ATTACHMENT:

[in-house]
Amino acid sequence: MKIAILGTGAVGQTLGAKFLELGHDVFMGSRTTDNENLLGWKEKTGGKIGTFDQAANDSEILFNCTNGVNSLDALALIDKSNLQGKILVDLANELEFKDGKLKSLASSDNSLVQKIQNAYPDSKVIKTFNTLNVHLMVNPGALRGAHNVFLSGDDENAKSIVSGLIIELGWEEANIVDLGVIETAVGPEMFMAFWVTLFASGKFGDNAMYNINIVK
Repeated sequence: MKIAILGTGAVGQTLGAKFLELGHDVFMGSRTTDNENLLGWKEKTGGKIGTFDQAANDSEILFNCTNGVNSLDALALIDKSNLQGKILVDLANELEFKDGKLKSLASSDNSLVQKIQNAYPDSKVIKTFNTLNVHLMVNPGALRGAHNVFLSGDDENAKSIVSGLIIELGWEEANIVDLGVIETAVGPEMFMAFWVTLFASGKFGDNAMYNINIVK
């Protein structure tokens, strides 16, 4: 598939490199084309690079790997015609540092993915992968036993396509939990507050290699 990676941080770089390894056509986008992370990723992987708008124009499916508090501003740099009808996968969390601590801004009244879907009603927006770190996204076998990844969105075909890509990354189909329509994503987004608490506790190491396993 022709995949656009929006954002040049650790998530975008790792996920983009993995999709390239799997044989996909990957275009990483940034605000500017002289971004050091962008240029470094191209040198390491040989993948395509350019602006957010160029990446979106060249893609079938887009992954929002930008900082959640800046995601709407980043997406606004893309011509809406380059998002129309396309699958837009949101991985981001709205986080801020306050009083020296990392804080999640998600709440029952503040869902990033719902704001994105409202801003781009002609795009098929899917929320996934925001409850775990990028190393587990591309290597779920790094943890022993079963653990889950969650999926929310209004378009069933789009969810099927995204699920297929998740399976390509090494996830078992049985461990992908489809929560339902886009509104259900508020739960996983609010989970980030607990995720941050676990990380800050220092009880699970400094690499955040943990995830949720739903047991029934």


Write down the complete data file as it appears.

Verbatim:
[in-house]
Amino acid sequence: MKIAILGTGAVGQTLGAKFLELGHDVFMGSRTTDNENLLGWKEKTGGKIGTFDQAANDSEILFNCTNGVNSLDALALIDKSNLQGKILVDLANELEFKDGKLKSLASSDNSLVQKIQNAYPDSKVIKTFNTLNVHLMVNPGALRGAHNVFLSGDDENAKSIVSGLIIELGWEEANIVDLGVIETAVGPEMFMAFWVTLFASGKFGDNAMYNINIVK
Repeated sequence: MKIAILGTGAVGQTLGAKFLELGHDVFMGSRTTDNENLLGWKEKTGGKIGTFDQAANDSEILFNCTNGVNSLDALALIDKSNLQGKILVDLANELEFKDGKLKSLASSDNSLVQKIQNAYPDSKVIKTFNTLNVHLMVNPGALRGAHNVFLSGDDENAKSIVSGLIIELGWEEANIVDLGVIETAVGPEMFMAFWVTLFASGKFGDNAMYNINIVK
């Protein structure tokens, strides 16, 4: 598939490199084309690079790997015609540092993915992968036993396509939990507050290699 990676941080770089390894056509986008992370990723992987708008124009499916508090501003740099009808996968969390601590801004009244879907009603927006770190996204076998990844969105075909890509990354189909329509994503987004608490506790190491396993 022709995949656009929006954002040049650790998530975008790792996920983009993995999709390239799997044989996909990957275009990483940034605000500017002289971004050091962008240029470094191209040198390491040989993948395509350019602006957010160029990446979106060249893609079938887009992954929002930008900082959640800046995601709407980043997406606004893309011509809406380059998002129309396309699958837009949101991985981001709205986080801020306050009083020296990392804080999640998600709440029952503040869902990033719902704001994105409202801003781009002609795009098929899917929320996934925001409850775990990028190393587990591309290597779920790094943890022993079963653990889950969650999926929310209004378009069933789009969810099927995204699920297929998740399976390509090494996830078992049985461990992908489809929560339902886009509104259900508020739960996983609010989970980030607990995720941050676990990380800050220092009880699970400094690499955040943990995830949720739903047991029934």